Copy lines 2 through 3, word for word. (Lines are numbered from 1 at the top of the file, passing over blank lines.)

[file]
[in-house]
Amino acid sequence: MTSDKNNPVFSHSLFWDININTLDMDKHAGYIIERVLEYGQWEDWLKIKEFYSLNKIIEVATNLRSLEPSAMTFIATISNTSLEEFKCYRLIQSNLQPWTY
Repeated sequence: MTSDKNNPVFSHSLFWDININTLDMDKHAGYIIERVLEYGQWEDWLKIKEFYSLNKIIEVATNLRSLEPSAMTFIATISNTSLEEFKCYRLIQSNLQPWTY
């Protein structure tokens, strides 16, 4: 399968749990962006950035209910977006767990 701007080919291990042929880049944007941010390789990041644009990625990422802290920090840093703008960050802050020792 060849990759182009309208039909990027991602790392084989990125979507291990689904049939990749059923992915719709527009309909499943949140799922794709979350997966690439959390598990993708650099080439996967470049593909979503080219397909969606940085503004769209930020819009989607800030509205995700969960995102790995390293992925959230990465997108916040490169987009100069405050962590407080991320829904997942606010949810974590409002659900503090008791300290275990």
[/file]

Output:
Amino acid sequence: MTSDKNNPVFSHSLFWDININTLDMDKHAGYIIERVLEYGQWEDWLKIKEFYSLNKIIEVATNLRSLEPSAMTFIATISNTSLEEFKCYRLIQSNLQPWTY
Repeated sequence: MTSDKNNPVFSHSLFWDININTLDMDKHAGYIIERVLEYGQWEDWLKIKEFYSLNKIIEVATNLRSLEPSAMTFIATISNTSLEEFKCYRLIQSNLQPWTY